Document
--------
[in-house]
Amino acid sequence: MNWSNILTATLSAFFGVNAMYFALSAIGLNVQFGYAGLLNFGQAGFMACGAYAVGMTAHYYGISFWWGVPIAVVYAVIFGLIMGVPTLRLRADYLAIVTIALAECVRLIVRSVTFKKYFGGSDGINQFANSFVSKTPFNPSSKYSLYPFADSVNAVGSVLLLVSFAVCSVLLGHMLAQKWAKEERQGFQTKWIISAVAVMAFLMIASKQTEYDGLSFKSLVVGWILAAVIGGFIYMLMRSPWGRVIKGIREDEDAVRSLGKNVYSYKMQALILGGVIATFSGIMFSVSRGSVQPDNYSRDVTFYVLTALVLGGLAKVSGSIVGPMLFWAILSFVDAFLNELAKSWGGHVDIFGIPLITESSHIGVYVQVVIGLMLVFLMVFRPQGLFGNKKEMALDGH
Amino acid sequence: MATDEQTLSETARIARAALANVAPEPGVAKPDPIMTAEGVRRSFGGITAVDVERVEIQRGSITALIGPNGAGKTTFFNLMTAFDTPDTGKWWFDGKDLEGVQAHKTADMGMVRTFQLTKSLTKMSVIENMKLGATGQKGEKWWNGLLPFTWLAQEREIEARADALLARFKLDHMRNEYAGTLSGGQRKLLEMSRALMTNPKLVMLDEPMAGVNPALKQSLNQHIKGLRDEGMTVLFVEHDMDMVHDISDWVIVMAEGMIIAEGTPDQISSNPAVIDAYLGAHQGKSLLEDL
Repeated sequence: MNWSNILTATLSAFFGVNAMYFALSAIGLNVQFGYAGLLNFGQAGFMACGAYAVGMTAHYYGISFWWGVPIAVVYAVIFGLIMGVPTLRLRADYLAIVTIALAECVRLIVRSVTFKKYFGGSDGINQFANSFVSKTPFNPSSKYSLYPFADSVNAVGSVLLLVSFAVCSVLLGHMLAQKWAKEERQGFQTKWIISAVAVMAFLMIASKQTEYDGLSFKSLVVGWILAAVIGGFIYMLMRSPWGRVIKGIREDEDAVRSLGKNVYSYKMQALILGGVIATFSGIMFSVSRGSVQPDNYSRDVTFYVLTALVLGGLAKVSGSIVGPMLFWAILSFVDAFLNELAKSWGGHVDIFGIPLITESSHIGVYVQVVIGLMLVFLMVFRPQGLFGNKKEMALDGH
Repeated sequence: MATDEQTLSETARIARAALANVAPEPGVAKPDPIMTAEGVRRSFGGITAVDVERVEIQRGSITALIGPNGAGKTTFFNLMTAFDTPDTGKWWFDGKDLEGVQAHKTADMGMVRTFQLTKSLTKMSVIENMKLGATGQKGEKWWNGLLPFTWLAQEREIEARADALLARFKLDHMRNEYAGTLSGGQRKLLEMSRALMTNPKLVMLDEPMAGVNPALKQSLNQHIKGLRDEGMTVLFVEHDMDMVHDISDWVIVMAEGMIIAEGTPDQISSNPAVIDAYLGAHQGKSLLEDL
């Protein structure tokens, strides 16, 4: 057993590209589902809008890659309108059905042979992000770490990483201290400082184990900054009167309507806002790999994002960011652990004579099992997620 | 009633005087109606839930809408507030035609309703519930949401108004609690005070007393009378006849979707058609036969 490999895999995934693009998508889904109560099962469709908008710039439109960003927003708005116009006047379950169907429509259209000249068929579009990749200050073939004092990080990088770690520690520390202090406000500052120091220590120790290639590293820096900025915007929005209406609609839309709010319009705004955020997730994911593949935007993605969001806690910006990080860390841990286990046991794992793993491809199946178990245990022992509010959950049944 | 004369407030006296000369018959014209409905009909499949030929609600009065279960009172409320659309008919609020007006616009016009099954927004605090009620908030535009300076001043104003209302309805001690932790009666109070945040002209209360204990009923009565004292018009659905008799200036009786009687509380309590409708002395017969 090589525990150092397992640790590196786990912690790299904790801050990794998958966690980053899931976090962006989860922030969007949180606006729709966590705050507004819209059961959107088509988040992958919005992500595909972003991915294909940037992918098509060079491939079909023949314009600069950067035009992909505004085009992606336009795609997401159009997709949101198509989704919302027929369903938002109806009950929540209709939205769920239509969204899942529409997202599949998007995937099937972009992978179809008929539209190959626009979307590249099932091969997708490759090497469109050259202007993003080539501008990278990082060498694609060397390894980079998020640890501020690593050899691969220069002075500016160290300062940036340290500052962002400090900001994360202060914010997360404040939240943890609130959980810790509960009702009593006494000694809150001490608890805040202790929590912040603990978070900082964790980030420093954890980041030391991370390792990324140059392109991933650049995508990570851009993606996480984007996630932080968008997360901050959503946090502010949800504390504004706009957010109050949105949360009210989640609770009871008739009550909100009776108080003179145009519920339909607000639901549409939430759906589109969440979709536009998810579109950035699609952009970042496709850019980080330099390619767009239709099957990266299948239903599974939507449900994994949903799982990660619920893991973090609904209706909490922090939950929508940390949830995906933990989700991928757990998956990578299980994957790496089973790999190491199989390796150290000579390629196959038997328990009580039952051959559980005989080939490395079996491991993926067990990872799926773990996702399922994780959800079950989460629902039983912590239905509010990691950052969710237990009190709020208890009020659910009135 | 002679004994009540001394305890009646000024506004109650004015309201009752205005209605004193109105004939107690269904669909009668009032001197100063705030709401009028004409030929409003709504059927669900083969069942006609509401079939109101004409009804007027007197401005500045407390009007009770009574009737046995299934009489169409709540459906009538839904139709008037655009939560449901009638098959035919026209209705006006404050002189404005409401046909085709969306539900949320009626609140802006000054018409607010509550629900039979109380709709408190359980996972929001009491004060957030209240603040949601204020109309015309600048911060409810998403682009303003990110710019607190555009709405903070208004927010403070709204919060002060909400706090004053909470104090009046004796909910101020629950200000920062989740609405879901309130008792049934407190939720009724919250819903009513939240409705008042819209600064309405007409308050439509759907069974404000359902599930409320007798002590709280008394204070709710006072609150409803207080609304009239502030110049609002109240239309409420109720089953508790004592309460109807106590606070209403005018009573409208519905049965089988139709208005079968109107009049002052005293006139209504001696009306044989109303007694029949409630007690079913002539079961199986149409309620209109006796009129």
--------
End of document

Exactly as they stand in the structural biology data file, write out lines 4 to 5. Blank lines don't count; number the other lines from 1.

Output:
Repeated sequence: MNWSNILTATLSAFFGVNAMYFALSAIGLNVQFGYAGLLNFGQAGFMACGAYAVGMTAHYYGISFWWGVPIAVVYAVIFGLIMGVPTLRLRADYLAIVTIALAECVRLIVRSVTFKKYFGGSDGINQFANSFVSKTPFNPSSKYSLYPFADSVNAVGSVLLLVSFAVCSVLLGHMLAQKWAKEERQGFQTKWIISAVAVMAFLMIASKQTEYDGLSFKSLVVGWILAAVIGGFIYMLMRSPWGRVIKGIREDEDAVRSLGKNVYSYKMQALILGGVIATFSGIMFSVSRGSVQPDNYSRDVTFYVLTALVLGGLAKVSGSIVGPMLFWAILSFVDAFLNELAKSWGGHVDIFGIPLITESSHIGVYVQVVIGLMLVFLMVFRPQGLFGNKKEMALDGH
Repeated sequence: MATDEQTLSETARIARAALANVAPEPGVAKPDPIMTAEGVRRSFGGITAVDVERVEIQRGSITALIGPNGAGKTTFFNLMTAFDTPDTGKWWFDGKDLEGVQAHKTADMGMVRTFQLTKSLTKMSVIENMKLGATGQKGEKWWNGLLPFTWLAQEREIEARADALLARFKLDHMRNEYAGTLSGGQRKLLEMSRALMTNPKLVMLDEPMAGVNPALKQSLNQHIKGLRDEGMTVLFVEHDMDMVHDISDWVIVMAEGMIIAEGTPDQISSNPAVIDAYLGAHQGKSLLEDL